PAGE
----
June 10, 2010

Some thoughts on world-building

Yesterday afternoon a writer friend and I met at the library for a mini writers' conference. Up until now, I've flattered myself with the thought that Reyem, the fantasy world where my books take place, is very well-developed, well-rounded, and fleshed out. After all, I have a map of the North Continent, the alphabet of one of the languages, and I have developed four separate cultures for the four countries on the Continent.
Then my friend shows up with his world maps, his stack of binders full of information about everything from the technology to the plant and wildlife of his fantasy world, and several volumes' worth of information still in his head. Needless to say, I didn't do a whole lot of bragging about how developed my fantasy world is.
But, it did get me thinking about the importance of world-building as a fantasy writer. It's not enough to take your reader on a grand adventure with a wonderful cast of characters if they're doing it in a vague or shallow world. (You can click here to read my thoughts on the importance of descriptive detail in your writing.)
So fantasy writers, let's start at the beginning. What is the first thing you do when you start developing a new world? How do you get the process started? What methods work for you? What aspects of world-building are the most important to you?


  1. Actually, I'm not sure I agree. A too well-developed world can be irrelevant and distract from the story. After all, we don't read books because we want a field guide. Sometimes I think it IS enough to have a grand adventure and wonderful cast of characters, and leave the world to itself.

    Then again, what do I know?

  2. Lewis didn't do much of that and Narnia is one of the best-loved fantasy worlds ever.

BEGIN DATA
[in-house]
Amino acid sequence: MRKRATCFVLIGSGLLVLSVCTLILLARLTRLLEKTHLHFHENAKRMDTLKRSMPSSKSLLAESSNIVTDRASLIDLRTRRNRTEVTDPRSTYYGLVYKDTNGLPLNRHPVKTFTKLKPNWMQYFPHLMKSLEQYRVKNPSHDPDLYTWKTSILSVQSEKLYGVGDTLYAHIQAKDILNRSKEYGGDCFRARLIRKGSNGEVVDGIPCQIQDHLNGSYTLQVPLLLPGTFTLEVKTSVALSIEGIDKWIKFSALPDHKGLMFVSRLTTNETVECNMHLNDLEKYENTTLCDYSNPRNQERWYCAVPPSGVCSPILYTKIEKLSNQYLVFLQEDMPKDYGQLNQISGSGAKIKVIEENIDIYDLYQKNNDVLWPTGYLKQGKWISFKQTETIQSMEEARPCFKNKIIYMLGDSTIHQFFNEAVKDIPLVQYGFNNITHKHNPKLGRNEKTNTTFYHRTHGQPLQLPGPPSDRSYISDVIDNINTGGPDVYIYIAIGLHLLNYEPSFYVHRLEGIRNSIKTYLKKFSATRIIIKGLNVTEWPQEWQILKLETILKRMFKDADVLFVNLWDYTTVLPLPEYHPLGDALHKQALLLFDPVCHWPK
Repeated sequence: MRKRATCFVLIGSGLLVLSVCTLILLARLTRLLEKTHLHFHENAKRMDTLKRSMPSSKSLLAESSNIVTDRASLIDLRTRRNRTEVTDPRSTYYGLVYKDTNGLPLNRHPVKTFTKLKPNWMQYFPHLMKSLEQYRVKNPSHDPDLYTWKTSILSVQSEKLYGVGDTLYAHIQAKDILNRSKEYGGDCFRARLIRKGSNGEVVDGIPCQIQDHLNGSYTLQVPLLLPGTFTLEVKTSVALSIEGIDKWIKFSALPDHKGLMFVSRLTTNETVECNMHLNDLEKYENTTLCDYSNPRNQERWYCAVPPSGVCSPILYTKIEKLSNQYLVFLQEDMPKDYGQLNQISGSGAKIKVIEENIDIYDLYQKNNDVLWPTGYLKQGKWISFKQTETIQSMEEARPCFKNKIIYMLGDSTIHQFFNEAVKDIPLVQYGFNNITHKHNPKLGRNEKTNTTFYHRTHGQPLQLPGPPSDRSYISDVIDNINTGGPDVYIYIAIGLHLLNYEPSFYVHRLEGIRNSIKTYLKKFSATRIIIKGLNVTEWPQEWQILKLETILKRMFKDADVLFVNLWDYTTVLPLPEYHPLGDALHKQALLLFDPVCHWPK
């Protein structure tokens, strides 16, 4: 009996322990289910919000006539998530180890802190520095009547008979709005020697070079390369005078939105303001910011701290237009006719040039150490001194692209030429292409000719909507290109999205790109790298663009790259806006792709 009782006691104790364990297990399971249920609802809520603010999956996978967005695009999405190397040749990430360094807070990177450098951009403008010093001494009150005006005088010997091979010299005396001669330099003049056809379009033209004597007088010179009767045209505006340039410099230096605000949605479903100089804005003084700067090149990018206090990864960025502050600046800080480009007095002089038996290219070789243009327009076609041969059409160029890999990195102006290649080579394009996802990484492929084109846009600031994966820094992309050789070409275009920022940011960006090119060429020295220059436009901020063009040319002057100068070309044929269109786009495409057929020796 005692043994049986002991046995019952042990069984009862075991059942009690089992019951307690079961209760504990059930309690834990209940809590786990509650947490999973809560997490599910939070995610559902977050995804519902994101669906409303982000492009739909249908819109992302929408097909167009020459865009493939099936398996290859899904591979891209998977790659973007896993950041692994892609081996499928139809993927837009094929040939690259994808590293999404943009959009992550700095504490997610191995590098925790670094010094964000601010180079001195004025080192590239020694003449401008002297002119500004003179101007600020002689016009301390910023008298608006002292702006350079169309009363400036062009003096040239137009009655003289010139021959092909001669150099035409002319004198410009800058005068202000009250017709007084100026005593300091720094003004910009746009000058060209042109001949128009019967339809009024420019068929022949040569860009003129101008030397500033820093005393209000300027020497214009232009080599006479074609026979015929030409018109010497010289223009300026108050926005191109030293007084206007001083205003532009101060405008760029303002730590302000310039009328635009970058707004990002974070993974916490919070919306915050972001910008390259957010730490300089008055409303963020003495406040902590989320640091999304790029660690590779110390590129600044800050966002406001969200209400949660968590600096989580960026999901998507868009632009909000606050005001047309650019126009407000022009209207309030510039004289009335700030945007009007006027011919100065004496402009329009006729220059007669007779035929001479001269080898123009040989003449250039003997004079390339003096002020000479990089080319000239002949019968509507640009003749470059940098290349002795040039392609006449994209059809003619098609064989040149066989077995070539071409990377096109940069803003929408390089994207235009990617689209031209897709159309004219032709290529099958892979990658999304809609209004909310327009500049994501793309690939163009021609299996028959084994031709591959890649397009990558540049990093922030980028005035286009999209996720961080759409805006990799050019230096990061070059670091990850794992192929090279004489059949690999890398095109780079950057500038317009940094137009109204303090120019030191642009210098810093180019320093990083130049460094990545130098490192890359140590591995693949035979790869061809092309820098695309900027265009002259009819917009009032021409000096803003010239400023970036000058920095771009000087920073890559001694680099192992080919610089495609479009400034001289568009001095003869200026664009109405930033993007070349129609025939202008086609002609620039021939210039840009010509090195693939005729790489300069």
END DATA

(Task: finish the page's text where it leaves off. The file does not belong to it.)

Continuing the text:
Tolkien did, and Middle-Earth is one of the best-loved fantasy worlds ever.

  3. I figure out what it looks like--where all the countries are, what their names are, and what prominent landmarks are in them.
    I'm still fleshing out Absor--what's helped me is making a goal to write at least one story about every country. Then when I get to that story, I start working in detail about the country's geography, their culture, etc. I just discovered that one country is similar to ancient Turkey. I'll have fun with that!!
    Probably the two biggest aspects of my cultures are the clothes and the music. I like assigning specific styles of music to the countries and I enjoy coming up with variations on clothing for each country.

  4. I usually start with the people, actually--first the main characters, and then their respective races if appopriate. And when it comes to that, I usually try to be deliberately non-cliche. For example, my elves in "Heir of Dishonor" are not blond or silvery Anglo Saxon creatures--they're Asian. My humans are of African or Middle Eastern flavor, and my dwarves are VERY British. :)

  5. @Lostariel

    I think you are correct in that 99% of readers (if not more) don't expect a novel to be a field guide as that is not what they read it for.

    However, my theory is that the novel should be a window into a fictional world. It is a tool used by the writer to introduce someone to the world you have created.

    The reader first falls in love with your characters, is swept away by the story but then becomes obsessed with the world. It is the obsession that builds what I like to think of as a power franchise and allows you to earn alot of money as a writer if used correctly.

    I hope that makes sense =)


What are your thoughts on this post? I'd love to hear your comments, questions, or ideas, even if you don't agree with me. Please be aware that I reserve the right to delete comments that are uncivil or vulgar, however.